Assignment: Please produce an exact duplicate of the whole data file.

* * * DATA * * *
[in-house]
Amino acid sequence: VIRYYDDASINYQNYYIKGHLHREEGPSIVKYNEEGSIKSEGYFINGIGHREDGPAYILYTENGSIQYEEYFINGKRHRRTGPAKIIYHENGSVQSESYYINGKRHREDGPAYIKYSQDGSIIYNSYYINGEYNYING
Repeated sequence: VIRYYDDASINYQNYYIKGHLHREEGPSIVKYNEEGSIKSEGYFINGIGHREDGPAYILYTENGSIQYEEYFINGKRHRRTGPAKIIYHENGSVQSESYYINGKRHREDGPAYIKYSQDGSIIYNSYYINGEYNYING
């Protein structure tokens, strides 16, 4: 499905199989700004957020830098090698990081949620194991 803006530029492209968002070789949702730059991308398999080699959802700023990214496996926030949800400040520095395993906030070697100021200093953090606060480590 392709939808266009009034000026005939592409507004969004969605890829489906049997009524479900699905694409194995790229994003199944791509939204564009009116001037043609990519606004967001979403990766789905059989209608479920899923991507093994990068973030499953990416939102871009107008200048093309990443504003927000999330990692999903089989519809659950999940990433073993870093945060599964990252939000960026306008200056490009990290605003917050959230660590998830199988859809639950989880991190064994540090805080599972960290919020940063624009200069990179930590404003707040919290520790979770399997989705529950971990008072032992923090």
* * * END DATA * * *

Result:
[in-house]
Amino acid sequence: VIRYYDDASINYQNYYIKGHLHREEGPSIVKYNEEGSIKSEGYFINGIGHREDGPAYILYTENGSIQYEEYFINGKRHRRTGPAKIIYHENGSVQSESYYINGKRHREDGPAYIKYSQDGSIIYNSYYINGEYNYING
Repeated sequence: VIRYYDDASINYQNYYIKGHLHREEGPSIVKYNEEGSIKSEGYFINGIGHREDGPAYILYTENGSIQYEEYFINGKRHRRTGPAKIIYHENGSVQSESYYINGKRHREDGPAYIKYSQDGSIIYNSYYINGEYNYING
């Protein structure tokens, strides 16, 4: 499905199989700004957020830098090698990081949620194991 803006530029492209968002070789949702730059991308398999080699959802700023990214496996926030949800400040520095395993906030070697100021200093953090606060480590 392709939808266009009034000026005939592409507004969004969605890829489906049997009524479900699905694409194995790229994003199944791509939204564009009116001037043609990519606004967001979403990766789905059989209608479920899923991507093994990068973030499953990416939102871009107008200048093309990443504003927000999330990692999903089989519809659950999940990433073993870093945060599964990252939000960026306008200056490009990290605003917050959230660590998830199988859809639950989880991190064994540090805080599972960290919020940063624009200069990179930590404003707040919290520790979770399997989705529950971990008072032992923090």